Take a look at the chart above and pay particular attention to the green line on the extreme right. Most of what is named ‘tight oil’ in the U.S. is shale, and production has risen by almost 4 million barrels per day (mpd) since 2008. In effect, OPEC is trying to destroy the economics of this industry, which admittedly requires quite high oil prices to remain profitable. However, only 4% of total U.S. shale production breaks even at $80 or higher. A high percentage of the industry breaks even with an oil price in the $55-65 range.

A significant excess of oil supply has opened up

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Source: Vox, IEA

What happens next is anyone’s guess, though. It is now a highly political chess game and, as we have learned over the years, when politics enter the frame, logic (and therefore fundamentals) goes out the window.

OPEC (with Saudi Arabia in the driving seat) may exhaust itself and decide that enough is enough, or it may go for broke – in this case it would want U.S. shale producers to go bankrupt and exit the industry forever which, we note, is quite likely to happen for some producers, should the oil price stay at current levels or lower for any extended period of time. The U.S., on the other hand, will obviously benefit from lower oil prices despite its growing shale production. Consumers will benefit immensely, as will most of the rest of the country.

A number of U.S.-antagonistic countries around the world (think countries like Russia, Iran and Venezuela) will be seriously weakened as a result of lower oil prices, which will strengthen the position of the U.S. in global politics. At current oil prices, Russia alone stands to lose in excess of $100 billion annually in export revenues – an amount they can hardly afford. Who will give in first? We have no idea.

The long term point missed by most people in this quite fascinating chess game is that even modest changes in the balance between supply and demand can have a dramatic impact on price, provided demand for, and supply of, the commodity in question is inelastic, and that is precisely the case as far as oil is concerned.

The ‘demise’ of the consumer-driven growth model

The consumer very much dominates the U.K. as well as the U.S. economy – in fact so much so that it is the consumer more than anything else that dictates the direction of the economy in those two countries. Consumer spending in the U.S. accounts for nearly 70% of GDP, whereas the same number in the U.K. is in the mid-60s. By comparison, in Germany, which is known for its much more restrained consumers (which is not inevitably bad), consumer spending as a % of GDP is only in the mid-50s.

Two dynamics will reduce the impact of the consumer in the developed world over the next several years – demographics (as already mentioned) and debt levels which are worryingly high in the household sector. An economy not so dependent on the consumer is not necessarily a bad thing.

Research from Stanford University

It’s not the “Information” that counts;
It’s a superior interpretation of it that counts.

Modern efficient market theory claims you cannot legitimately beat the market and add “alpha.” After all, if everyone has the same data and information, then how could any one investor claim to be able to outperform others – except by being lucky or by possessing inside information? Seductive as it is, this claim is incorrect as extensive new research from Stanford University makes clear. For it is possible, to add alpha, by interpreting commonly available information, better than others do. That is, superior inferences from the data can be identified.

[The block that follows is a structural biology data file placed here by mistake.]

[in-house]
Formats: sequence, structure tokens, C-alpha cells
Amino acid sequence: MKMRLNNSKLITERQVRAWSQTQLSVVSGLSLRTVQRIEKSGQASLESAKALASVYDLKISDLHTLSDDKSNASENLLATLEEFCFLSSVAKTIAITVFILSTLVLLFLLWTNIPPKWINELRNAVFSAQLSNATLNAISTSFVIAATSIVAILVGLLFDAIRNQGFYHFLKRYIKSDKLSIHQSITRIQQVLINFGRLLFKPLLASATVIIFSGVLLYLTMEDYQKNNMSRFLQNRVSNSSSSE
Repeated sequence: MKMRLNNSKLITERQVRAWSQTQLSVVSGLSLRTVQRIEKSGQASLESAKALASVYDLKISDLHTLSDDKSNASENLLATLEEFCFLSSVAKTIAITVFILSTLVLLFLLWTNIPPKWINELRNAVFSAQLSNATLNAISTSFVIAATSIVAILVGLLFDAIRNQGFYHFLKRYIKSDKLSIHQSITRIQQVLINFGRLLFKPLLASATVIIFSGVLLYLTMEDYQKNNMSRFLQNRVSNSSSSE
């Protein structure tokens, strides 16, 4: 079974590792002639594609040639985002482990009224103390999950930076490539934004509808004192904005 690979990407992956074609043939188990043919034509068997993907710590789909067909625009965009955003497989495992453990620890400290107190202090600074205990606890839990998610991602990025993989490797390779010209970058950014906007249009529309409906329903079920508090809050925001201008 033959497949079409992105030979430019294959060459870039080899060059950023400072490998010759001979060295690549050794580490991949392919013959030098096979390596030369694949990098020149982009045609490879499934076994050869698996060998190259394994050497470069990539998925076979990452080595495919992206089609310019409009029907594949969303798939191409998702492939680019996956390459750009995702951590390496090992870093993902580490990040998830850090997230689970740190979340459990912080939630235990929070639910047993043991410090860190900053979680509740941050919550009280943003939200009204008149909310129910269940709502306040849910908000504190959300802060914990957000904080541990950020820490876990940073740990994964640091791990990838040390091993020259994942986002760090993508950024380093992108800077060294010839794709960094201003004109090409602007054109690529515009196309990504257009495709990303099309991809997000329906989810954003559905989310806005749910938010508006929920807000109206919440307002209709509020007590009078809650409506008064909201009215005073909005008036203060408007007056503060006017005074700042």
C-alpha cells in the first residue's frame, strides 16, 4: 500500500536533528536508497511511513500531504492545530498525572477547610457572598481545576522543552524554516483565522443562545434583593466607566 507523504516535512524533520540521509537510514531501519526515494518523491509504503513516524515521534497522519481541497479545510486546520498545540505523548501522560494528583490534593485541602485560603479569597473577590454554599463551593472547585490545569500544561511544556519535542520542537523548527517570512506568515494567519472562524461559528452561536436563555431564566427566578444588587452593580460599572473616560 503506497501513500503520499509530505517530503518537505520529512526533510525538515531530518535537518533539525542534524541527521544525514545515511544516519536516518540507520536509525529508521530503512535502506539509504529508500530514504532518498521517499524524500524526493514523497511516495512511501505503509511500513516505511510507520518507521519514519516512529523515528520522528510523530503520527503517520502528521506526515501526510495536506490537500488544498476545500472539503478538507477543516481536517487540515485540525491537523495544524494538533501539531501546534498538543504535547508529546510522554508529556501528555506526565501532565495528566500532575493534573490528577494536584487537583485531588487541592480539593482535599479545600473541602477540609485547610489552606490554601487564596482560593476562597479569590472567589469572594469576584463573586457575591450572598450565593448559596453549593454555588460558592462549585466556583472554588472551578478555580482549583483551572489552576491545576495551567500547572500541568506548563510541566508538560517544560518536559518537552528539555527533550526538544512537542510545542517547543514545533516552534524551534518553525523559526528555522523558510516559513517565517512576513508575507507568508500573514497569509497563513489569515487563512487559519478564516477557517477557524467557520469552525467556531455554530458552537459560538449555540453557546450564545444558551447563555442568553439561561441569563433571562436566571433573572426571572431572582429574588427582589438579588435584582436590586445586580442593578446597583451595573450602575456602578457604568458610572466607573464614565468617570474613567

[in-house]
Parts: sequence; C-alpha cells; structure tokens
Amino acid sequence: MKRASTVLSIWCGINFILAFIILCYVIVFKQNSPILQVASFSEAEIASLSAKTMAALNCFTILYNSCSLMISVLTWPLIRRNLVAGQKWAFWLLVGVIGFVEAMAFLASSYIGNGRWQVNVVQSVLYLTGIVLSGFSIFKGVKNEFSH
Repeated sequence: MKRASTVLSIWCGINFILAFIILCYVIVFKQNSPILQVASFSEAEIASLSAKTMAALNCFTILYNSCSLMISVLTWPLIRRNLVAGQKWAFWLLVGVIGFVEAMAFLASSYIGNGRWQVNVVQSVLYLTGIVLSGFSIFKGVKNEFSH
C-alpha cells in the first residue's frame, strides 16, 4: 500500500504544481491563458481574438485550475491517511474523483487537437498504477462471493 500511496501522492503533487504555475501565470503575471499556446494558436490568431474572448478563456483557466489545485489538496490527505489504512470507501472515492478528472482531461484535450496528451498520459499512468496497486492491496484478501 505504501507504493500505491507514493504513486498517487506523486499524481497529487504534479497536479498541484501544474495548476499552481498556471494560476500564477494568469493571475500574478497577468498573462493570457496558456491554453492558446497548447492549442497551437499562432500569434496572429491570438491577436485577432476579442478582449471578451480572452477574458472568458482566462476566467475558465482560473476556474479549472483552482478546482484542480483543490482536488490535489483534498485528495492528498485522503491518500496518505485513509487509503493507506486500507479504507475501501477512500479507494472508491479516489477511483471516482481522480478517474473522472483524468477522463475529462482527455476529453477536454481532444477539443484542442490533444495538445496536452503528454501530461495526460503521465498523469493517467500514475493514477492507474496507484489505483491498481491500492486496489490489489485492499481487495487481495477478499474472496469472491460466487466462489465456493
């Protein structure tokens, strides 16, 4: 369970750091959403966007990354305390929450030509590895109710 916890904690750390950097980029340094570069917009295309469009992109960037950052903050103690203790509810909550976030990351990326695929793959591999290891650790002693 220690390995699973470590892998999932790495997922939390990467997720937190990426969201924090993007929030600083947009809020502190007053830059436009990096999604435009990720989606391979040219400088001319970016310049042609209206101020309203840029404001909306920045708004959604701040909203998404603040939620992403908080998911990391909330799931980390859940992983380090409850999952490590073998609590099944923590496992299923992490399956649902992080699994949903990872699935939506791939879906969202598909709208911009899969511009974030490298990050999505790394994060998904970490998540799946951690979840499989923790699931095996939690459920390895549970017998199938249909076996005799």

Concluding remarks

The point is quite simply that the smart investor will keep the long term outlook in mind. Our needs are long term, and will be affected ultimately by how structural trends play out. Only by trying to make sense of the long term outlook can we understand how to develop an investment strategy that is fit for the future.

So where does all of that leave us? How will equities perform this year and will interest rates go up, remain the same, or even trend down? As we have stated: No one knows the short term. We can say the following:

We are still in a post-crisis environment, and enough people are still negative on equities, and interest rates are low enough, to provide plenty of purchasing power. We therefore expect it to be an ok period for equities over the next year or two – not outstanding given our modest growth expectations, but ok.

Interest rates will continue to stay relatively low, but the pressure on various central banks – in particular the Fed – to increase the policy rate is rising, and the Fed has already said they expect to begin a cycle of higher rates relatively early this year.

The USD is likely to remain strong throughout the year. The trick is to be careful on emerging markets. If the U.S. dollar continues to be strong, it is an accident waiting to happen.

The star performer this year could very well be the worst performer for 2014… OIL, but expect an exceedingly bumpy road ahead and don’t be surprised if it touches $40 (even $30 is possible) before it resumes its journey north.

Finally, we expect some, but far from all, alternative strategies to perform well in this sort of environment. Rules prevent being more specific in this article, but after many years of lack luster returns, it is possible for a tailwind to return to alternatives.

It is important to remember to distinguish between three time horizons when investing:

1. Very short term (mostly technical factors)
2. Short to medium term (mostly cyclical factors)
3. Long term (mostly structural or fundamental factors)